Anger at VisitScotland's 'hijack' system

IN THE eyes of, the public-private website established to provide a national booking and information service, everything looks rosy.

Reservations in 2005 are up 20 per cent, visitor volume has doubled and 12 million of business was booked in 2005. The site, says's business development manager, Paul Wedgwood, is now the 20th most visited travel and accommodation site in the UK, and has "firmly established itself as Scotland's national bookings and information service".

Why then are so many of Scotland's grassroots accommodation businesses - mainly in the B&B and self-catering sectors - complaining? After all, for a 25 annual subscription fee their premises can feature on the site, complete with contact details, photos, website links and phone numbers, easily accessible to anyone web-minded enough to click through the two hyperlinks to find them.

The trouble is that, in the world of e-commerce and the immensely competitive tourism industry, every required movement of the mouse means substantial lost revenues.

In the eyes of VisitScotland's critics, information on how to book direct with the destination provider, which is not given equal prominence to the 10 per cent fee-generating link to the webmaster's virtual cash till, is in effect being "hidden".

The issue is the latest complaint from the Scottish tourist business over the ambiguous commercial status of, which, it is claimed, is making life difficult for small operators and interfering with long-established service provision and customer relations.

Centred on Scotland's south-west, an increasingly vocal and well-organised lobby of hospitality businesses across the country is claiming that VisitScotland's preferential signposting of a fee-earning booking centre in Livingston is especially inappropriate for a private business that is propped up with public money and calls itself Scotland's national tourism and booking centre.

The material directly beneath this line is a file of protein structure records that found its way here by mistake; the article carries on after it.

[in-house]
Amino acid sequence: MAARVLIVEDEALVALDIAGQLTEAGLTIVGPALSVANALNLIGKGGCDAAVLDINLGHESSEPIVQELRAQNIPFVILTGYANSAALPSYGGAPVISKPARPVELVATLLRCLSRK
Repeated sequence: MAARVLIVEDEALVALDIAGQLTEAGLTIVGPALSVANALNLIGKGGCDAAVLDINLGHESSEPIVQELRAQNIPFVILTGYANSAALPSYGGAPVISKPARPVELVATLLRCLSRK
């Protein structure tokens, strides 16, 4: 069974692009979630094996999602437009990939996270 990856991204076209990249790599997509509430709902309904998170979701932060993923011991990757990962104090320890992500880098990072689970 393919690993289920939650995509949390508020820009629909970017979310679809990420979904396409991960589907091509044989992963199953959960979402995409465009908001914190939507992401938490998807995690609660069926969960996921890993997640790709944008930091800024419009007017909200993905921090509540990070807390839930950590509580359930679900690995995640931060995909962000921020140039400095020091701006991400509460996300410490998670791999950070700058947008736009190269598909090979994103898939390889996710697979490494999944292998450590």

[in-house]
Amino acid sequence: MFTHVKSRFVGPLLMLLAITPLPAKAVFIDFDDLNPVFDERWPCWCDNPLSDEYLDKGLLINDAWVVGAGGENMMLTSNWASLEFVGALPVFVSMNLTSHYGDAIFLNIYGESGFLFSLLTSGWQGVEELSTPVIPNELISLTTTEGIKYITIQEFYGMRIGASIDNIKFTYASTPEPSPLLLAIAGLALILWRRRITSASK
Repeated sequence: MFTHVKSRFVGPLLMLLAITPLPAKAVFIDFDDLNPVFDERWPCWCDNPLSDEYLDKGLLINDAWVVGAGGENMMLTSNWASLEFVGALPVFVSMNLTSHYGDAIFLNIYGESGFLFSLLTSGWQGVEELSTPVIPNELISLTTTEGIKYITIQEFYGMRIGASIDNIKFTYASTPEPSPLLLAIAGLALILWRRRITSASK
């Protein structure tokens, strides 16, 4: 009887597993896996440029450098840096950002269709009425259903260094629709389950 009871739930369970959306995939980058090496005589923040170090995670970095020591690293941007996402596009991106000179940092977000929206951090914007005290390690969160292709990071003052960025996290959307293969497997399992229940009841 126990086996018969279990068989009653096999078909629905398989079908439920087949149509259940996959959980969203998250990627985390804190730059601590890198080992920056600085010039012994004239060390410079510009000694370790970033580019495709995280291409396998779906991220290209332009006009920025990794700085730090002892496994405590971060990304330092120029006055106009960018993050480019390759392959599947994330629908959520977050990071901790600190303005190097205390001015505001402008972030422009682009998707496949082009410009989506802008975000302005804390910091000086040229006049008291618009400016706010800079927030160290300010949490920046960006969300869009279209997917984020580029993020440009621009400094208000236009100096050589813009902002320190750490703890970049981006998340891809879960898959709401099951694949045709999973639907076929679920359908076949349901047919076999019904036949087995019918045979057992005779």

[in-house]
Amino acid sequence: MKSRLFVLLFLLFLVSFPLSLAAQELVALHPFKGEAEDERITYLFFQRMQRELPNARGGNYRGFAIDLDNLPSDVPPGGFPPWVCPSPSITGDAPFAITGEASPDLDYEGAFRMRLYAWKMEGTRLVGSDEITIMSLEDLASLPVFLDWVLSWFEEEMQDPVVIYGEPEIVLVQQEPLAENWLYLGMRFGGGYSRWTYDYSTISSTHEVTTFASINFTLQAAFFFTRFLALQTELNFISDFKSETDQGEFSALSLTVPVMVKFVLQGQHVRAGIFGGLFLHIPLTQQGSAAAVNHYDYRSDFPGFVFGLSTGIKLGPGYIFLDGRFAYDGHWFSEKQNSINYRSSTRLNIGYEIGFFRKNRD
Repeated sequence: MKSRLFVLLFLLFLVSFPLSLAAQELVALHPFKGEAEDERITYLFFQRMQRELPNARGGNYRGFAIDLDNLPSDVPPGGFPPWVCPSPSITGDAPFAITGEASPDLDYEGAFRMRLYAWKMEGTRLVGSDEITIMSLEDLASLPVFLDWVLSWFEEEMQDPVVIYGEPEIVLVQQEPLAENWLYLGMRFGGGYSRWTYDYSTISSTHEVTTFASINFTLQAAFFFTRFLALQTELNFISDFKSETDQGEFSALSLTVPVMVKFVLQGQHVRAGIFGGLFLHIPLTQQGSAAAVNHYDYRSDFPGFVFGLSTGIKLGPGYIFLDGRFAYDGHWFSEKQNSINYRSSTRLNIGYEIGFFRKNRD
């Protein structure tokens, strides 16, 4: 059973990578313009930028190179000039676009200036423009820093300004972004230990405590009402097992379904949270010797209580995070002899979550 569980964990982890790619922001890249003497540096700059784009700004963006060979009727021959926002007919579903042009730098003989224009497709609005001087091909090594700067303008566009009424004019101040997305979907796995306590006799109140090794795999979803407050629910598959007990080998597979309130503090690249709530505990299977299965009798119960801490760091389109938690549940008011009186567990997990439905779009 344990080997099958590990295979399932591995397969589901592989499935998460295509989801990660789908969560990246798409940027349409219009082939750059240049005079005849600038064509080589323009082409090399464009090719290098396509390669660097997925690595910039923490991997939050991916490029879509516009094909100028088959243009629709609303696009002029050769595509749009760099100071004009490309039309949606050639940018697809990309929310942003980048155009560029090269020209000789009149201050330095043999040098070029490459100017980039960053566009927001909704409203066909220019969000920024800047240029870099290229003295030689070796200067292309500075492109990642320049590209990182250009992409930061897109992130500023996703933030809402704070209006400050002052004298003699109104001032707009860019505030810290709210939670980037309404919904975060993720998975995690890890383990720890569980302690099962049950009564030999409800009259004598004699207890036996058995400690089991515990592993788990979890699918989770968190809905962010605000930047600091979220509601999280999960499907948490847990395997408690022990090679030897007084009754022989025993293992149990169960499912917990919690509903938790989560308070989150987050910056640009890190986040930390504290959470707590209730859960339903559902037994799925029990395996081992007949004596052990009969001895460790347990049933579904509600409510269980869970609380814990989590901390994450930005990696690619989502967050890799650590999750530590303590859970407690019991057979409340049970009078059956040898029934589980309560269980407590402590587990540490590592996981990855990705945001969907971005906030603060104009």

Alan Keith is chairman of the Association of Dumfries and Galloway Accommodation providers (ADGAP), which has established an alternative website, He claims to represent nationwide grassroots content, and he says's claim that it is "a fulfilment mechanism for VisitScotland's marketing, to drive business all the way down to small scale businesses" is a nonsense.

For understandable commercial reasons is seeking to divert potential customers, who would otherwise have had a "deposit-free" direct engagement with the B&Bs themselves, to do their booking through an operator that lacks essential specific knowledge, Keith said.

However professional the operators might be, the result, say the critics, can not equal the old system, where web users were put in direct contact with the businesses themselves.

Keith said: "Driving people down to small businesses is what used to happen on the old Scottish Tourist Board VisitScotland website. This is not a business that benefits from the intervention of a third party.

"The implication of VisitScotland's website is that businesses want to be booked via the call centre. The direct details of the businesses may be there, but the way that people use the site means in practice that are hijacking the traffic in order to pursue their freely admitted goal of increasing their own profitability."

One B&B operator in Stirling said: "I am not against profit, but I am against deception. This system is a form of taxation for us, saying you can have your business, but it will cost you 10 per cent."


VISITSCOTLAND.COM is the trading name of E-Tourism Ltd, set up in Livingston in 2003 as a public-private partnership with funding of 7.5 million, including 4.4m from Schlumberger Sema, later sold to French IT giant Atos Origin.

Tourco, an amalgam of the now disbanded Scottish tourist boards, provided 1.85m, with 1.1m from Partnerships UK, an offshoot of HM Treasury. E-Tourism claims that it is not a publicly funded body because it receives no ongoing monies, and that the public cash was a loan, which it has been repaying since last year at 10 per cent interest.

E-tourism's turnover last year was 2.3m, with administration and operating costs of 2.1m. The company hopes to become profitable in 2007.